In contrast, Caffe optimized for Intel® architecture is a specific, optimized fork of the BVLC Caffe framework. Caffe optimized for Intel architecture is currently integrated with the latest release of Intel® Math Kernel Library (Intel® MKL) 2017, and it is optimized for Intel® Advanced Vector Extensions 2 (Intel® AVX2) and will include Intel® Advanced Vector Extensions 512 (Intel® AVX-512) instructions, which are supported by Intel® Xeon® processors and Intel® Xeon Phi™ processors, among others. For a detailed description of compiling, training, fine- tuning, testing, and using the various tools available, read "Training and Deploying Deep Learning Networks with Caffe* Optimized for Intel® Architecture" at https://software.intel.com/en-us/articles/training-and-deploying-deep-learning-networks-with-caffe-optimized-for-intel-architecture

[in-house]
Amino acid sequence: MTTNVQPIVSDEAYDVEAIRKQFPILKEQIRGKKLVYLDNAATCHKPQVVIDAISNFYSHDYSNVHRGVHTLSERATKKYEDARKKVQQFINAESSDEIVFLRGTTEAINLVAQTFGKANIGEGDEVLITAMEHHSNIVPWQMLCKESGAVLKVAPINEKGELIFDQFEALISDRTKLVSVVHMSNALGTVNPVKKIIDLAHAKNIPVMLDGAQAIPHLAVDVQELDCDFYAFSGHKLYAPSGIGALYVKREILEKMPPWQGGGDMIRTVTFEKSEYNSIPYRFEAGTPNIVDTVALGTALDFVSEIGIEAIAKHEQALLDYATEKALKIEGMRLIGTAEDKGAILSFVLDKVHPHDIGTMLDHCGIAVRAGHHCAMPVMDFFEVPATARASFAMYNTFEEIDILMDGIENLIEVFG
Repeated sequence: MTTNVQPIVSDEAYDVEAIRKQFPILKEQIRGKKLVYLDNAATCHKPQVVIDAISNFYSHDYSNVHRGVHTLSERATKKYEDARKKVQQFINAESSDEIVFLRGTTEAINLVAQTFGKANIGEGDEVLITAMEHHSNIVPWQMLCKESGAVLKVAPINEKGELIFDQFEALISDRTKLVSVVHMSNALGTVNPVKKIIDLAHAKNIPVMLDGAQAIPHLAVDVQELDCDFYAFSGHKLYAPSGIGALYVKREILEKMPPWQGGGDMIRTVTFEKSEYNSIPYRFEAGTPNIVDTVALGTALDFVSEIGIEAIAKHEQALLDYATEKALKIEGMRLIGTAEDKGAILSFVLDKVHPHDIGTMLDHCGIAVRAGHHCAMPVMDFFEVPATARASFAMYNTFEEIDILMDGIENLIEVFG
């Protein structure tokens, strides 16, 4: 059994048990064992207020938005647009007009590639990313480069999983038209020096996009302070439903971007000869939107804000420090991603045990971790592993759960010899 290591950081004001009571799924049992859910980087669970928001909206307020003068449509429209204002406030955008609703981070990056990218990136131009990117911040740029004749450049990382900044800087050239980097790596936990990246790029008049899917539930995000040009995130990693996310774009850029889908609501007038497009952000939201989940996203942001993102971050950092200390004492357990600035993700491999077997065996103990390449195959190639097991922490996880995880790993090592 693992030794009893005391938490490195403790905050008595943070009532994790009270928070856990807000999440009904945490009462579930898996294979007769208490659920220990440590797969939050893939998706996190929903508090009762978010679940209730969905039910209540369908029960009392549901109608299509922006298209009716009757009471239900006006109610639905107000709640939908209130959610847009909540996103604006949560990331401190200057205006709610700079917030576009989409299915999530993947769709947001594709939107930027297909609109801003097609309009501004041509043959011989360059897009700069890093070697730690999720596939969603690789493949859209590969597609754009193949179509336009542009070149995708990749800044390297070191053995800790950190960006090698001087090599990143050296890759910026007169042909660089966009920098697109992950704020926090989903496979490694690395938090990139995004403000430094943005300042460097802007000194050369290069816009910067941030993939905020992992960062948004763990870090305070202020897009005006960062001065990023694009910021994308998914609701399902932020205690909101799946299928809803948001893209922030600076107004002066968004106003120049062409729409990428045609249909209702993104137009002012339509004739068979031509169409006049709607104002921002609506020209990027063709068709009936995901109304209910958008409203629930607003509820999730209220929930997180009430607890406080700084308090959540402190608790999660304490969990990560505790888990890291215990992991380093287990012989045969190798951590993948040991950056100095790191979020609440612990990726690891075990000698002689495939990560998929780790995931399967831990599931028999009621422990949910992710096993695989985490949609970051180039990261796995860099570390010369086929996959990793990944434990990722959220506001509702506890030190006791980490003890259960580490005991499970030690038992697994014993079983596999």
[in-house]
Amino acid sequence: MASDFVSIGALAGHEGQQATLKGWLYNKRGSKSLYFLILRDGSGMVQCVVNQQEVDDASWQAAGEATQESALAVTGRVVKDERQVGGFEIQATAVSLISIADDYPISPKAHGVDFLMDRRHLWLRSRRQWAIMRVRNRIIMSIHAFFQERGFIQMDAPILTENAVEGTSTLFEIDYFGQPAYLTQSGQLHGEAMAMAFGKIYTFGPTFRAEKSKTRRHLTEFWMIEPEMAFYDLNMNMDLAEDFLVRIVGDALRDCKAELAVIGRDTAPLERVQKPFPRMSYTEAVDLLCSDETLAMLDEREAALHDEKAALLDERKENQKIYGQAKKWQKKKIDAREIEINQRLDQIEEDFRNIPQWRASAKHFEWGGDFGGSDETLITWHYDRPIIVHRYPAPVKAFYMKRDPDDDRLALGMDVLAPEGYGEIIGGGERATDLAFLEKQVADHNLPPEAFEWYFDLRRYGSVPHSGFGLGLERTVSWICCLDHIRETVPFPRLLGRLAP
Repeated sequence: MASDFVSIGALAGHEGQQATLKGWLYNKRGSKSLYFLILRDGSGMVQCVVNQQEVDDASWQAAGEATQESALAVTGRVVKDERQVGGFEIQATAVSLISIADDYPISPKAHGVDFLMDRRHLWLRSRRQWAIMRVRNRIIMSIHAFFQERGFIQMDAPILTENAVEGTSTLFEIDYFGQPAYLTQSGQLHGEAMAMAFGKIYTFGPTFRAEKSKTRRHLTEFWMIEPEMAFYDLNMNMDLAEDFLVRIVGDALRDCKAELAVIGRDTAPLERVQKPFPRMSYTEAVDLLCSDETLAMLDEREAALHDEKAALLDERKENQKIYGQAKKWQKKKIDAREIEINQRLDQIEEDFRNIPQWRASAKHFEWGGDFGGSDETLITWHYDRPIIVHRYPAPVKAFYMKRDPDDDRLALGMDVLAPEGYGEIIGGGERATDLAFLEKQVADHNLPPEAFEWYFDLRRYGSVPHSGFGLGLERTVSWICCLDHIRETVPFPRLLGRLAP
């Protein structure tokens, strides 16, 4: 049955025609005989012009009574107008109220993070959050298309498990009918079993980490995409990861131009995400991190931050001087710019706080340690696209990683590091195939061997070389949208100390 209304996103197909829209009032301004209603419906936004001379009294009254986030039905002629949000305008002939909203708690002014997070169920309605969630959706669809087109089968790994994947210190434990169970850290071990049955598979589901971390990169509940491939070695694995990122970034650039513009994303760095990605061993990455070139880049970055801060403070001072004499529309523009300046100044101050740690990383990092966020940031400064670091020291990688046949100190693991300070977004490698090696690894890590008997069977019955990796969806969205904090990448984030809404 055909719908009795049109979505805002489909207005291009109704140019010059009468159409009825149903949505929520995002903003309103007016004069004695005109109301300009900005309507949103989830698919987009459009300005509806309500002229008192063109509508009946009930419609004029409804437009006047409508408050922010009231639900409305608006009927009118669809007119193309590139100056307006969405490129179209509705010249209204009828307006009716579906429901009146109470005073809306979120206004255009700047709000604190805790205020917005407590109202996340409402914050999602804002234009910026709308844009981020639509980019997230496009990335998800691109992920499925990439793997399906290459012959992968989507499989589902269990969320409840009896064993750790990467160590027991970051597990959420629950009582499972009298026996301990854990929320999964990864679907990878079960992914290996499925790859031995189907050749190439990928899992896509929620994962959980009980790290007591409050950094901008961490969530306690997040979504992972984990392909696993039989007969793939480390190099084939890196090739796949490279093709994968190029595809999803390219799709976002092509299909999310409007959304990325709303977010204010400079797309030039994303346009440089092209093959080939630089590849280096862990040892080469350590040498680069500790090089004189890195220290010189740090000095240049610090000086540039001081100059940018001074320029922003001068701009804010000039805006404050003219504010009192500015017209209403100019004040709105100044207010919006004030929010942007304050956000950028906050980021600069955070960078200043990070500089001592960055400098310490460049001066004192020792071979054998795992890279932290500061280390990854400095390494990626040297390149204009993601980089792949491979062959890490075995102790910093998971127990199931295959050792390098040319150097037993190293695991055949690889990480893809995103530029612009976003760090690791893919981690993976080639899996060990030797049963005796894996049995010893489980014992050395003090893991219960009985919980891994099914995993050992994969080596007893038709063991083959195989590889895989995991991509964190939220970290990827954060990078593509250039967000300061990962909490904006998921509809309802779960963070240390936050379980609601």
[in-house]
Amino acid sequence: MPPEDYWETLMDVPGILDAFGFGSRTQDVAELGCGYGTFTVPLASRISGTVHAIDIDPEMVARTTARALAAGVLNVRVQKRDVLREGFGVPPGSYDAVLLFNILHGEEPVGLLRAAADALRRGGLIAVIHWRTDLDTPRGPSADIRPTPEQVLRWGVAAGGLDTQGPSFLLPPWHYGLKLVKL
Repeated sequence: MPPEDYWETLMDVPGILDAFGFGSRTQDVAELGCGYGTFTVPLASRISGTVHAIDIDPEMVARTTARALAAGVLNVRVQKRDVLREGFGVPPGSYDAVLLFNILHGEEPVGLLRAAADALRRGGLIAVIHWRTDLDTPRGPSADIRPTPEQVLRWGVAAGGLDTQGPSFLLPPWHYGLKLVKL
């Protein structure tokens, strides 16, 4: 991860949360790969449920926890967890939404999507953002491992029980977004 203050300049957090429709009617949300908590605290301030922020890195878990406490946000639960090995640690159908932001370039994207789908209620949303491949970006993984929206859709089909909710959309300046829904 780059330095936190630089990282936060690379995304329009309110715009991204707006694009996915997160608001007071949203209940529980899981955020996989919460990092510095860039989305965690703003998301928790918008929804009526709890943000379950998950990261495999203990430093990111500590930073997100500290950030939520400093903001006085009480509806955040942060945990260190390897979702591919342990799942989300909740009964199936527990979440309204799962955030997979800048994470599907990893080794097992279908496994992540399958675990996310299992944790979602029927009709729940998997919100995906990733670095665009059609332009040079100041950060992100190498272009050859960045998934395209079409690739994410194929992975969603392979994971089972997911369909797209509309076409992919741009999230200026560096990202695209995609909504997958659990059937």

Intel would like to thank Boris Ginsburg for his ideas and initial contribution to the OpenMP* multithreading implementation of Caffe* optimized for Intel® architecture.
This paper describes the performance of Caffe optimized for Intel architecture compared to BVLC Caffe running on Intel architecture, and it discusses the tools and code modifications used to improve computational performance for the Caffe framework. It also shows performance results from using the CIFAR-10* image-classification dataset and the CIFAR-10 full-sigmoid model that composes layers of convolution, max and average pooling, and batch normalization: .
To download the source code for the tested Caffe frameworks, visit the following: